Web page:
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In the last decade or so, Indians have embraced a new hobby and a very healthy one at that. Marathons have gained immense popularity and for all the right reasons.

Many of them are attached to social causes with an option of easy 5km ‘fun runs’ to encourage people to participate and show their support; the vibe is usually festive and fun! Then there 10k, 21k (half) and 42k (full) options for serious runners.

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Hundreds of organised marathons and races take place in India every year; there’s a dedicated website for it too. If you’re preparing for your first marathon, you must keep some basic rules in mind to avoid injury and make the best of your run.

Indibeat got pro tips from Sanjay Chaudhary, a communications professional and a seasoned marathoner.

IB: How and when did you start running?

SC: In 2011 I met a friend who was going to Germany to participate in a running event. He said running is the simplest sport – it doesn’t require any equipment, you don’t need any company, all you need is a pair of shoes. Just step out and run!

That charged me up to register for the Delhi Dream Run. I started with a 6km run, which was a tall task for me then, and it took me around an hour to finish!

IB: What drove you to complete a full marathon?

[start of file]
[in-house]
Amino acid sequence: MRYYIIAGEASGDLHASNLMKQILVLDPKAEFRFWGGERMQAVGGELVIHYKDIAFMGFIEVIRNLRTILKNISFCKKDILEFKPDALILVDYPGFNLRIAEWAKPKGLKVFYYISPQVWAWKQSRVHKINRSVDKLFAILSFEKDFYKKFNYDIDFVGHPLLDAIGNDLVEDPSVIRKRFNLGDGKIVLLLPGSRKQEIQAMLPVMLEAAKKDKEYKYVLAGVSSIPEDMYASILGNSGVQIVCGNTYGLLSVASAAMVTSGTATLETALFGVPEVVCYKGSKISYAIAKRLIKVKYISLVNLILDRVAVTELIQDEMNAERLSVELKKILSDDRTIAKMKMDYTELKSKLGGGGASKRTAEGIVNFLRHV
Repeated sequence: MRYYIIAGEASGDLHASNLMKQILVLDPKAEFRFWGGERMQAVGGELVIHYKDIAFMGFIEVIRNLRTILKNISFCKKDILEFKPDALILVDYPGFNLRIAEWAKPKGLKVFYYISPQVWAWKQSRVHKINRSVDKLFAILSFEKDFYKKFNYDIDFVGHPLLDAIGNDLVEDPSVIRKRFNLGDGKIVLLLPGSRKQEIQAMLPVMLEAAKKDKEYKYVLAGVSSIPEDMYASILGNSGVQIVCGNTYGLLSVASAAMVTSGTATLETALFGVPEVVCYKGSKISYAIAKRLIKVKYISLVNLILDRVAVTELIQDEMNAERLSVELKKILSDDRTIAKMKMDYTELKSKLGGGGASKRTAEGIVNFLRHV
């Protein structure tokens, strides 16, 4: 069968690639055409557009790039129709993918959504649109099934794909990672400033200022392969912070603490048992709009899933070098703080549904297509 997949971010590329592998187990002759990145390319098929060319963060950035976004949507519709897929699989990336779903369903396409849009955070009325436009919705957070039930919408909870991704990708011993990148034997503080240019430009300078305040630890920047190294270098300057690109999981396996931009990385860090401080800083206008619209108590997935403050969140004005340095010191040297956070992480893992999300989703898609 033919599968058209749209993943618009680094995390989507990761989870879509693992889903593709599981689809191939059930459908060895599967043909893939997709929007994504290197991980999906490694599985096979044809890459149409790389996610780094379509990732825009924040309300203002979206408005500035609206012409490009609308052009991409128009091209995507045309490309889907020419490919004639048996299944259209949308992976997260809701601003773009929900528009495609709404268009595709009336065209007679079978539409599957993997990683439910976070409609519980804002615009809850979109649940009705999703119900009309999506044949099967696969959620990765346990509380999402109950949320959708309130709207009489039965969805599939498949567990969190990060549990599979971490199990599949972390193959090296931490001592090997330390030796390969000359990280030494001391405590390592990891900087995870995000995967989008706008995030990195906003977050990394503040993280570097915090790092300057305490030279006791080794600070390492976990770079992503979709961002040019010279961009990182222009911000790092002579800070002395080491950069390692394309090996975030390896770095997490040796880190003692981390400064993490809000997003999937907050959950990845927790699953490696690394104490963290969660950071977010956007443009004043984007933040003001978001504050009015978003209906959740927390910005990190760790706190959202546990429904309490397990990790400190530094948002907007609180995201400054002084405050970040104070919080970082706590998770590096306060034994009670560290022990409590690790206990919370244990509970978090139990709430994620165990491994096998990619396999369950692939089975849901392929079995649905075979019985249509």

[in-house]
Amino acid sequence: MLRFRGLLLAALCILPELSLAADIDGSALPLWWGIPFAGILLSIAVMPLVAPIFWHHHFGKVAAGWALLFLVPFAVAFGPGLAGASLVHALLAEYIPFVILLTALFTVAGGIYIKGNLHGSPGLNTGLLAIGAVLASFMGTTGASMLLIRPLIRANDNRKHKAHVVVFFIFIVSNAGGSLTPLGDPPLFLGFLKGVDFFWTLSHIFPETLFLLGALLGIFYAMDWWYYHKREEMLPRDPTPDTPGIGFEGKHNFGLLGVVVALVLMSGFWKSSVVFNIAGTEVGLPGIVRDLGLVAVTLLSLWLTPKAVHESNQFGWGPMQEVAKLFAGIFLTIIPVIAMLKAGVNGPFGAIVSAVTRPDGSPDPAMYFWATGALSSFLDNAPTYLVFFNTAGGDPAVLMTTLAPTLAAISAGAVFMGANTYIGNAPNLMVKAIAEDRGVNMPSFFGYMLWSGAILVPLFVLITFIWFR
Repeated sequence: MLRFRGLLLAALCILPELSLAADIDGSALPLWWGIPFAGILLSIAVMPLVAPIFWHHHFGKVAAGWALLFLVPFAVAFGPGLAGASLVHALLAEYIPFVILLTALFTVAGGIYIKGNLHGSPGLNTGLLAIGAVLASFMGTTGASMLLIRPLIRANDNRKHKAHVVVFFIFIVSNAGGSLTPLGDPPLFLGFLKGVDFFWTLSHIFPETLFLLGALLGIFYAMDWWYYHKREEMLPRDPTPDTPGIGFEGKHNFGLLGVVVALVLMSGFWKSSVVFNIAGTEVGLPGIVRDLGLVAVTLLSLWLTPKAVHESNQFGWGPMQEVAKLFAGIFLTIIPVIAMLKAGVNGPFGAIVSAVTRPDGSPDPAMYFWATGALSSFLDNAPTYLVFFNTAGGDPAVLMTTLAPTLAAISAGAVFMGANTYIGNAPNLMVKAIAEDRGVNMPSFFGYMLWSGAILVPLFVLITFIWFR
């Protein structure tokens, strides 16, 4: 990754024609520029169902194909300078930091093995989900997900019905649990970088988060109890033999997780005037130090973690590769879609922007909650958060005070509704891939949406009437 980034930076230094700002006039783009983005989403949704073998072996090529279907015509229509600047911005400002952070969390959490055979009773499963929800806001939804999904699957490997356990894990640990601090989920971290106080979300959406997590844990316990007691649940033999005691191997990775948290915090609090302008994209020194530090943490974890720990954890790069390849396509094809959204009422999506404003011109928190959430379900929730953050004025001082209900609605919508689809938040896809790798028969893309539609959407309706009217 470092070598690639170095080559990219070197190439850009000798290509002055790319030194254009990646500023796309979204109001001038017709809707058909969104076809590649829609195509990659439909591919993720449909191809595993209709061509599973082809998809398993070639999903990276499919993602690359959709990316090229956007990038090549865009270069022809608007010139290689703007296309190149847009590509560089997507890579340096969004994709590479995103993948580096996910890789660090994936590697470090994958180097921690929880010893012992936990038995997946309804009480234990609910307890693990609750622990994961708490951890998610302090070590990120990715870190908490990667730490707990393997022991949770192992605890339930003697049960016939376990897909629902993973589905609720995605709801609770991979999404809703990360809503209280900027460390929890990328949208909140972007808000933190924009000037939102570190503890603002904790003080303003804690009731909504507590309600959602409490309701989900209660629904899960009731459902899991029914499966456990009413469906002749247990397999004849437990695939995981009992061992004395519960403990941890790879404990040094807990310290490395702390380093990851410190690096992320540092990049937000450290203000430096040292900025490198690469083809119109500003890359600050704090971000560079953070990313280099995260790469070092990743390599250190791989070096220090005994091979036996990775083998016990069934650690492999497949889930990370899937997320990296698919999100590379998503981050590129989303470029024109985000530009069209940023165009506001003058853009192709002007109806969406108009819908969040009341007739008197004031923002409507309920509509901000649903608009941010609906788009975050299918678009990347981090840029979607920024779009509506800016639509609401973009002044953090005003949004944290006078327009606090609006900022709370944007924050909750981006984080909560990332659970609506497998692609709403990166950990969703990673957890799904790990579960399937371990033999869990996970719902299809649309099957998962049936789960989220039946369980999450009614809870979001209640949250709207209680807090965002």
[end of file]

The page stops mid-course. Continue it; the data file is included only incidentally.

SC: Most amateur runners (like me back in 2011) take up running for health benefits. But once you get into a routine, the pure pleasure and passion of running exceeds smaller milestones like fitness and weight loss. So the full marathon was just another goal in my running journey.

IB: Some tips for beginners who want to start running?

SC: Setting goals and achieving them without becoming affected by distractions of the mind, the body and the external environment is key.

When I first began running, each run had short milestones full of shorter walks. However, once the target is decided, no matter how exhausted you feel, you must push yourself to finish. Recoup and restart, quitting is never an option. After some time, this behaviour becomes a habit.

Also include cross-functional exercises and add variations like interval and tempo runs as part of your training regime.

IB: How can one avoid injury?

SC: No one needs to ‘learn’ running however, proper running form requires awareness, training and practice. Most runners get injured because of an improper running form.

Starting with a warm-up and ending with a cool-down is as important as the run itself. A good warm-up enhances flexibility and increases the blood flow, ensuring that muscles are well supplied with oxygen. Likewise, winding down allows the heart rate and blood pressure to drop gradually.

Every runner has to come face-to-face with running injury and make a choice to sink into depression or fight back by working on rehabilitation and recovery. Most runners, who have recovered from running injury, come out much stronger from the experience.

IB: What do you consume before or after a run?

SC: I drink beetroot juice 20 minutes before the run. Beetroot helps avoid muscle cramps, helps with blood flow and lowers blood pressure. With increased blood flow, our body uses less oxygen to produce the same speed and thus improves our performance.

That’s some great advice from Sanjay!

Another runner, Mansi Yalamalli has an inspiring message, “Running makes you experience pain and agony (injuries and chafing), despair, anger and myriad emotions. At the same time, it teaches you that you don’t have to be any particular size, age or gender to run.”

Image Credit: Nikhil Mudaliar

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